A select group of high school students are starting their new school year fresh off the trip of a lifetime.

KGUN 9 met the Tucson High Magnet travel club minutes before they crossed the airport security line at TUS, to begin their journey in Berlin, Germany’s capital city.

Finnegan King spent seven days discovering the bustling metropolis alongside his classmates. For him and his chaperone, THMS music teacher Martha Reed, one of the biggest trip highlights was taking in the sights and sounds from cultural landmarks.

“I’ve been to southern Germany,” Reed said, “so experiencing that different culture up in that part of (the country) was fascinating.”

“There’s one stretch of land” King said, “that had these two enormous granite pillars, stretching (into) the USSR memorial and it just kept on going. It was a beautiful thing.”

Being a school trip, the club visited renowned museums and learned about Berlin’s history as a city and stage for major world events. In other parts of their seven-day vacation, the students met peers from other schools and countries there to enjoy an international conference on sustainability.

“Once we got to the actual conference part, the last 3-4 days of the trip,” Reed said, “the students were on their own track and they were working groups with students from all over the world.”

King said those projects and conversations helped put the challenges his hometown faces into perspective. “We were paired up with a class from Missouri, whose (terrain is) entirely just swampland,” he said.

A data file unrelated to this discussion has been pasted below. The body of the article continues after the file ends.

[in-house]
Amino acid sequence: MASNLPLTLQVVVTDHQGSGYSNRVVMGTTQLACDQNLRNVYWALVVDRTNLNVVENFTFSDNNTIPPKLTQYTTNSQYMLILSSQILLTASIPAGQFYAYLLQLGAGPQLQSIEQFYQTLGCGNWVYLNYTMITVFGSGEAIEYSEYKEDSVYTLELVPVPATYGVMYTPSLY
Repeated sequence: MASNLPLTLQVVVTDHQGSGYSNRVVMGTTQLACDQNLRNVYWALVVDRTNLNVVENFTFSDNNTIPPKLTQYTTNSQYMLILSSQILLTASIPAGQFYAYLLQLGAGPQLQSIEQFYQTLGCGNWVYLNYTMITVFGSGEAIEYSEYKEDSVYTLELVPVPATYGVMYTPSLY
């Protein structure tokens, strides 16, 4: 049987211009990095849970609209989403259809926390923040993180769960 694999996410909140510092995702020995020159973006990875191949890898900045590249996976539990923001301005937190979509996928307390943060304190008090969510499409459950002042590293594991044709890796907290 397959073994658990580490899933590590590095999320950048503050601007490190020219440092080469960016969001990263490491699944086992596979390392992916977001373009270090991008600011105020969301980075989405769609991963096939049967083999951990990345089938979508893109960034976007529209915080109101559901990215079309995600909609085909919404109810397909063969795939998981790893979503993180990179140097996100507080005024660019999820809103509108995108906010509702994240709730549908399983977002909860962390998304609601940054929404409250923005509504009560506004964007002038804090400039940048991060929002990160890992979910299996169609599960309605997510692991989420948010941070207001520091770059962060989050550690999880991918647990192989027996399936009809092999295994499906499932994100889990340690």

“They’ve dug canals, but they’re not to keep the water. They’re to get rid of it. It was an interesting way to see how resources are managed.”

King and Reed also said they enjoyed moving around the city using public transit and well-designed bike lanes. That inspired them, they said, to think about ways to apply design philosophies and technologies on Tucson’s future roads and infrastructure.

“Everywhere there was a section of sidewalk out just for bikes,” King said. “There were cyclists passing constantly, and it was this really neat thing to see a metropolitan capital not be over- flooded by cars.”

“We’re very car-centric in Arizona and in the western United States,” Reed said.

“For (the students) to see that, yes: people can take it to work, to a park, take it go hiking, anywhere at any time of day or night… It’s eye opening for them, and I really do hope it informs the next generation of city planners.”

Reed and the travel club have gone on past trips abroad by booking through companies like EF Tours. She said she’s grateful she gets to share these eye-opening cultural experiences with her students.